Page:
A Cultural History of the Universe in the Renaissance (1450-1700)

Lindsay Starkey's picture
Type: 
Call for Publications
Date: 
February 2, 2018
Subject Fields: 
Art, Art History & Visual Studies, Early Modern History and Period Studies, European History / Studies, History of Science, Medicine, and Technology, Intellectual History

Project Description:

A Cultural History of the Universe in the Renaissance (1450-1700) will be an edited volume in a six-volume series published by Bloomsbury Publishing, expected in August 2020. This series will be a part of Bloomsbury’s The Cultural History Series. For more information, see: https://www.bloomsbury.com/us/series/the-cultural-histories-series/

Aims and Scope of the Six-Volume Series, A Cultural History of the Universe:

The universe is, literally, everything that there is. However, commonly defined it is outer space, beyond the Earth’s atmosphere, from the Moon to the farthest galaxies. A Cultural History of The Universe traces the ways in which individuals and societies have interacted with the universe from Antiquity to the present. The emphasis will be on the West, effectively Europe and North America, but will necessarily fully examine the ancient Near East and the Islamic world, and contributors will be encouraged to make connections with the wider world where useful, notably in the encounters created by trade, art and the exchange of ideas. Since the universe is such an all-pervasive feature in society, the readership of A Cultural History of the Universe is anticipated to range across the social sciences, humanities and the arts. 

Aims and Scope of A Cultural History of the Universe in the Renaissance.

This volume will cover the period of the European Renaissance and Scientific Revolution. Both concepts, especially the Scientific Revolution, have been critiqued, yet remain conventionally accepted periods. Current perspectives tend to emphasize continuity rather than revolution. Key features of the period include the introduction of Platonic and Hermetic cosmology into the Christian West, and the two centuries of scientific investigation that began with Copernicus’s argument for heliocentricity, Kepler’s laws of planetary motion, Galileo’s use of the telescope and Newton’s theory of universal gravitation. The developments are vividly represented in literature and the visual arts. The final essay will consider conceptions of the universe in sub-Saharan Africa.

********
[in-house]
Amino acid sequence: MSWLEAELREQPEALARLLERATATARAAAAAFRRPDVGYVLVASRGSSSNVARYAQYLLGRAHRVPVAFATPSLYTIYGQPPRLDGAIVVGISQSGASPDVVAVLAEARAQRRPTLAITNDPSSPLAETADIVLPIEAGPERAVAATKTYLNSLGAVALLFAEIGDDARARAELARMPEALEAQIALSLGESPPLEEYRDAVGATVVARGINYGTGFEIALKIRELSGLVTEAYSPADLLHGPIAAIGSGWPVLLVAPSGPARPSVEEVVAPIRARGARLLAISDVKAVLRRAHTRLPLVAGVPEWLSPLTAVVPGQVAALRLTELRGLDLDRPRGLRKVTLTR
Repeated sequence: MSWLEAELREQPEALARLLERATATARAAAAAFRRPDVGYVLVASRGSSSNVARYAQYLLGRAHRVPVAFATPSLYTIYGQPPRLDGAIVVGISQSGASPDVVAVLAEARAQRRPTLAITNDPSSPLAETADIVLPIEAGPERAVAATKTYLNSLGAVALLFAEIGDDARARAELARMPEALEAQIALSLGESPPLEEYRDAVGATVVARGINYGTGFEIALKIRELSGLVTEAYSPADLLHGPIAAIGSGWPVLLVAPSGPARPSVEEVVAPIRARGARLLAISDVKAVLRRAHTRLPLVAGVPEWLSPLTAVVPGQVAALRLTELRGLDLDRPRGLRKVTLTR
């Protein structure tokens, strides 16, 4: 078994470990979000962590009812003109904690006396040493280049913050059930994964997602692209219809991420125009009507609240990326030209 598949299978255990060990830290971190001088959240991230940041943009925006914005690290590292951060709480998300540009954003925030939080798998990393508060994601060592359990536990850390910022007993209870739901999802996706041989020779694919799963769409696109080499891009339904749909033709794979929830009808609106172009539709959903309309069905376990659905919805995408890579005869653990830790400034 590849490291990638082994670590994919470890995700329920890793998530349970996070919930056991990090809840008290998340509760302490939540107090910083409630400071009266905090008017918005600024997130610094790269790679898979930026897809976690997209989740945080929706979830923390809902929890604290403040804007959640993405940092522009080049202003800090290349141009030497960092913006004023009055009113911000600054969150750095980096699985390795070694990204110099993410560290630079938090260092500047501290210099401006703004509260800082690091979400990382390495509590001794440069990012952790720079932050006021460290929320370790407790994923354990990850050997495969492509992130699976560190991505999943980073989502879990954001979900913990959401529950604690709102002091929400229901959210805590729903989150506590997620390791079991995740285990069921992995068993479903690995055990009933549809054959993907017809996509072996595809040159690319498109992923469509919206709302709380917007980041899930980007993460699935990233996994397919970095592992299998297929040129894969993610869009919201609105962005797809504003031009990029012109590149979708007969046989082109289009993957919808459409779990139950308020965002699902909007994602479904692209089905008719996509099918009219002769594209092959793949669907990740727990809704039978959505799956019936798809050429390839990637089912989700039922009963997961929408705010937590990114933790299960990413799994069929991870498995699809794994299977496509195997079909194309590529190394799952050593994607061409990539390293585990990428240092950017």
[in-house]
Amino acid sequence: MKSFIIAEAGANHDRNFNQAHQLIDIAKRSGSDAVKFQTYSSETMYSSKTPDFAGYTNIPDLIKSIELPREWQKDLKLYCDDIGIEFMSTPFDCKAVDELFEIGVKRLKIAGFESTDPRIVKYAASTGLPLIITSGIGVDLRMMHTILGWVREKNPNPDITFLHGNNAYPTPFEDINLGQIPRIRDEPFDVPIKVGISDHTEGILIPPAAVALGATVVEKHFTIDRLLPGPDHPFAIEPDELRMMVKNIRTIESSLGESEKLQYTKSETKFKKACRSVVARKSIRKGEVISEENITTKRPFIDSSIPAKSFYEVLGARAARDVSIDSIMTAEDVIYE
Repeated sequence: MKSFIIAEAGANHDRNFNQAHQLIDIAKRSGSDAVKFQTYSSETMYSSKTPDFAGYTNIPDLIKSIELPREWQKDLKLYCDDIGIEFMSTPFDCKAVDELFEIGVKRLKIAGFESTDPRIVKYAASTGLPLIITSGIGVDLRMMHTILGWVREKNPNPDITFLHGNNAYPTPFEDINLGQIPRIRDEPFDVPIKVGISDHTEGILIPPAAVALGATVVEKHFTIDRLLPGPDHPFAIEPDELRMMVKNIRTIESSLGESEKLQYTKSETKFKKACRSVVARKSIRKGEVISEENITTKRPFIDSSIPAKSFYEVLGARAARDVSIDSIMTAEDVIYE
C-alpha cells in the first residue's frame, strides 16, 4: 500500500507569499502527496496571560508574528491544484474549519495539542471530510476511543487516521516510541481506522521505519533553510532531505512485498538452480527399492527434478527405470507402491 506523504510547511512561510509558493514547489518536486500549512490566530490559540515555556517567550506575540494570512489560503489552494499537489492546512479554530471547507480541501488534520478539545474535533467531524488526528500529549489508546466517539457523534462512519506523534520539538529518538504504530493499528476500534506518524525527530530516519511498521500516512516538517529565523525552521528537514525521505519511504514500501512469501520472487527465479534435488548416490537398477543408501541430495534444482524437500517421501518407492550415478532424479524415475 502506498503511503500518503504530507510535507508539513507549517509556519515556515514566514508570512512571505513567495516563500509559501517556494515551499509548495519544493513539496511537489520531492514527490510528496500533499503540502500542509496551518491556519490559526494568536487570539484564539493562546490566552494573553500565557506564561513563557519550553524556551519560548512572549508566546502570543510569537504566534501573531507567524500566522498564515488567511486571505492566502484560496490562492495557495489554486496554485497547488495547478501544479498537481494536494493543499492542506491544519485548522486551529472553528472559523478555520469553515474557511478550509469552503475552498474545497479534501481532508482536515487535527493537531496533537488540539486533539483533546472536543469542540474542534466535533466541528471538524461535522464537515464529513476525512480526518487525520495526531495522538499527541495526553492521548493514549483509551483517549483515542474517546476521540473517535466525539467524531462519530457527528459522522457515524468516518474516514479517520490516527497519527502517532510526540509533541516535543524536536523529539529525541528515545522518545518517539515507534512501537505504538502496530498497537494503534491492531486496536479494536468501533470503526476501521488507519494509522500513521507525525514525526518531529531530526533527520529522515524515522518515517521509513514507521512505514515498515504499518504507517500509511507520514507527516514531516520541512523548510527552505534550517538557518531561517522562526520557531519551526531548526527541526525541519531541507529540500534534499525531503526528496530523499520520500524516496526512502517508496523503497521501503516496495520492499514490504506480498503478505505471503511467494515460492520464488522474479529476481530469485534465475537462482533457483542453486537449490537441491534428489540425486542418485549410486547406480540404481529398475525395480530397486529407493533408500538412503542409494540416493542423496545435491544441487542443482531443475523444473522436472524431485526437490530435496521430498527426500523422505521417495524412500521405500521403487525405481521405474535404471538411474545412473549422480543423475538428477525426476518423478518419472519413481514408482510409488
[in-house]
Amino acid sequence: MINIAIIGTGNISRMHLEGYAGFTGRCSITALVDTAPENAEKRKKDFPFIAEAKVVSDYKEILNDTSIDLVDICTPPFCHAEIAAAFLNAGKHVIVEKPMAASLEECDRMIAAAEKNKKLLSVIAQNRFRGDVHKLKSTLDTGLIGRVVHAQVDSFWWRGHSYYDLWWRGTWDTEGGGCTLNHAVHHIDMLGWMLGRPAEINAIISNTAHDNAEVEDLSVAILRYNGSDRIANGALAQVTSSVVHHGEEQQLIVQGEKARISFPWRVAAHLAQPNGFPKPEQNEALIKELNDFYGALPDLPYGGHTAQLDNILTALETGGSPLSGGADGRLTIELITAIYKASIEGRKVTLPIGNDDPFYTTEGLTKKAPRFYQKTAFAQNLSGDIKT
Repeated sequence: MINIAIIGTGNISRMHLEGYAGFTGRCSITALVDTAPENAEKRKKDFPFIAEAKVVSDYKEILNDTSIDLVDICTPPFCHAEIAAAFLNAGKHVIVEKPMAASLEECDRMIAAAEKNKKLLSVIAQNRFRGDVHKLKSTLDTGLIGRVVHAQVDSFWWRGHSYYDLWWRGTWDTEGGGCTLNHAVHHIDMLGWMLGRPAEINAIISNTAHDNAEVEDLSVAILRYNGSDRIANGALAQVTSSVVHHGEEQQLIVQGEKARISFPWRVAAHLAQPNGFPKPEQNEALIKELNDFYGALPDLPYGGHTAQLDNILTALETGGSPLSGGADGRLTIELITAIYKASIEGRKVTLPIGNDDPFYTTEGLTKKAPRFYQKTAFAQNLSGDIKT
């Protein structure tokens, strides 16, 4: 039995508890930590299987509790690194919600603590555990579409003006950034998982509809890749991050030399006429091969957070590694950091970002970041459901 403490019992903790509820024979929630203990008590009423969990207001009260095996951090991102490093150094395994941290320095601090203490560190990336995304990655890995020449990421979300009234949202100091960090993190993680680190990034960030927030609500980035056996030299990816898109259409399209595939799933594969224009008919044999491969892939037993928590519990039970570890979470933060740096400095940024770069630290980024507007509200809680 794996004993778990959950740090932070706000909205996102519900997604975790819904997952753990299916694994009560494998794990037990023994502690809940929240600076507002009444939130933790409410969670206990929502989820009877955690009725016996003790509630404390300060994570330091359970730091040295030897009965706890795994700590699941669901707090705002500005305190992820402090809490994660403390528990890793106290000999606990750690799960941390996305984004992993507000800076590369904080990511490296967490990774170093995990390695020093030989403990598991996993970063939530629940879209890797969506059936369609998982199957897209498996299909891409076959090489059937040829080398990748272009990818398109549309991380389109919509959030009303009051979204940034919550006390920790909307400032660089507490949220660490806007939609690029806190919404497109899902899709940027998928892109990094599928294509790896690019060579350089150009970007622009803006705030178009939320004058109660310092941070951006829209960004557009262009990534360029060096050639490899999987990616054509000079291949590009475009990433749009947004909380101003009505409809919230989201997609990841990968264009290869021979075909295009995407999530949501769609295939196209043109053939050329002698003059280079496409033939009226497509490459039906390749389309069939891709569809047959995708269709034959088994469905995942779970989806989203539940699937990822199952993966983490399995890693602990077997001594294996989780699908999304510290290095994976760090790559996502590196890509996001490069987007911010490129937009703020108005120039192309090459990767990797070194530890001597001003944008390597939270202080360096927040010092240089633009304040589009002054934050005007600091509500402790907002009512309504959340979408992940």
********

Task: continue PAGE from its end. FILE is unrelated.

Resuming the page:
Seeking Contributors for the Following Chapters: 

1. Theories of the Universe

- This chapter will explore the development of different theoretical and metaphysical conceptions of the universe and humanity’s relationship to it. 

6. Reckoning and Time Keeping 

- This chapter will investigate the different ways in which people have kept time and the relationship of these timekeeping practices with changing knowledge and conceptions of the universe. 

7. Representing the Universe

- This chapter will investigate the diverse ways in which the universe has inspired and been represented in the arts, including the fine, decorative and performing arts, literature, film, television and digital media. 

Guidelines for Each Chapter and Compensation:

Each chapter will be between 8-9,000 words, inclusive of all notes and references. Chapters are to be an overview of a theme from the designated period. Case material should be illustrative not substantive. Contributors each receive a £100 fee on publication together with a copy of their volume.

Project Timeline:

First drafts of chapters are due to the volume editor by December 31, 2018. All materials will be delivered to the publisher in September 2019. The series publication is set for August 2020. 

 

Please send CV to Lindsay Starkey (lstarke3@kent.edu) by February 2, 2018. 

 

Contact Info: 

Lindsay J. Starkey

Assistant Professor of History

Kent State University at Stark 

Contact Email: